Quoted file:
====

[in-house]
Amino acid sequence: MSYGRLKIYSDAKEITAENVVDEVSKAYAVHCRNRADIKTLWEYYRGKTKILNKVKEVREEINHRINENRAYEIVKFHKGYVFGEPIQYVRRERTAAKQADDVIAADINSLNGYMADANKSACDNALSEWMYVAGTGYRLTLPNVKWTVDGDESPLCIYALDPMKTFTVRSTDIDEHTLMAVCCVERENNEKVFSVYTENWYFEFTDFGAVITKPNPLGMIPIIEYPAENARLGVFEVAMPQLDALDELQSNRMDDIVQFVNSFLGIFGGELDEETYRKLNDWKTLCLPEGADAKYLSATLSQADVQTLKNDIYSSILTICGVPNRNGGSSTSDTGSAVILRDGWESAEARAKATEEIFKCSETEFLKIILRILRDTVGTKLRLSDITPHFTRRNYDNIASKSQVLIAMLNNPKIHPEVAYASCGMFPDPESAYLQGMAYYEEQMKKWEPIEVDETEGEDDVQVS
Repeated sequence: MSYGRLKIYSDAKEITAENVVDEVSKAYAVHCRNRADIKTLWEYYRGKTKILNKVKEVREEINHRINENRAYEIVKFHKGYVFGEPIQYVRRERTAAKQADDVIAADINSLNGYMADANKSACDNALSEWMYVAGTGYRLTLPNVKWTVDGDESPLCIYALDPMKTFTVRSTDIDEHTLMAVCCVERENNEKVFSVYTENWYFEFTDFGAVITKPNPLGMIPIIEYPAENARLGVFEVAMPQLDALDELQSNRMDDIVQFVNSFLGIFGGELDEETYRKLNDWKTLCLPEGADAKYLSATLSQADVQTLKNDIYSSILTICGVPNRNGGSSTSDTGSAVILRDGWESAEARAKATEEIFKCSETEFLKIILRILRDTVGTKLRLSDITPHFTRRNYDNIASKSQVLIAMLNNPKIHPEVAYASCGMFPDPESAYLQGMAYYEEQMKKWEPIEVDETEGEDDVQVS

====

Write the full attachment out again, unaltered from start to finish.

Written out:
[in-house]
Amino acid sequence: MSYGRLKIYSDAKEITAENVVDEVSKAYAVHCRNRADIKTLWEYYRGKTKILNKVKEVREEINHRINENRAYEIVKFHKGYVFGEPIQYVRRERTAAKQADDVIAADINSLNGYMADANKSACDNALSEWMYVAGTGYRLTLPNVKWTVDGDESPLCIYALDPMKTFTVRSTDIDEHTLMAVCCVERENNEKVFSVYTENWYFEFTDFGAVITKPNPLGMIPIIEYPAENARLGVFEVAMPQLDALDELQSNRMDDIVQFVNSFLGIFGGELDEETYRKLNDWKTLCLPEGADAKYLSATLSQADVQTLKNDIYSSILTICGVPNRNGGSSTSDTGSAVILRDGWESAEARAKATEEIFKCSETEFLKIILRILRDTVGTKLRLSDITPHFTRRNYDNIASKSQVLIAMLNNPKIHPEVAYASCGMFPDPESAYLQGMAYYEEQMKKWEPIEVDETEGEDDVQVS
Repeated sequence: MSYGRLKIYSDAKEITAENVVDEVSKAYAVHCRNRADIKTLWEYYRGKTKILNKVKEVREEINHRINENRAYEIVKFHKGYVFGEPIQYVRRERTAAKQADDVIAADINSLNGYMADANKSACDNALSEWMYVAGTGYRLTLPNVKWTVDGDESPLCIYALDPMKTFTVRSTDIDEHTLMAVCCVERENNEKVFSVYTENWYFEFTDFGAVITKPNPLGMIPIIEYPAENARLGVFEVAMPQLDALDELQSNRMDDIVQFVNSFLGIFGGELDEETYRKLNDWKTLCLPEGADAKYLSATLSQADVQTLKNDIYSSILTICGVPNRNGGSSTSDTGSAVILRDGWESAEARAKATEEIFKCSETEFLKIILRILRDTVGTKLRLSDITPHFTRRNYDNIASKSQVLIAMLNNPKIHPEVAYASCGMFPDPESAYLQGMAYYEEQMKKWEPIEVDETEGEDDVQVS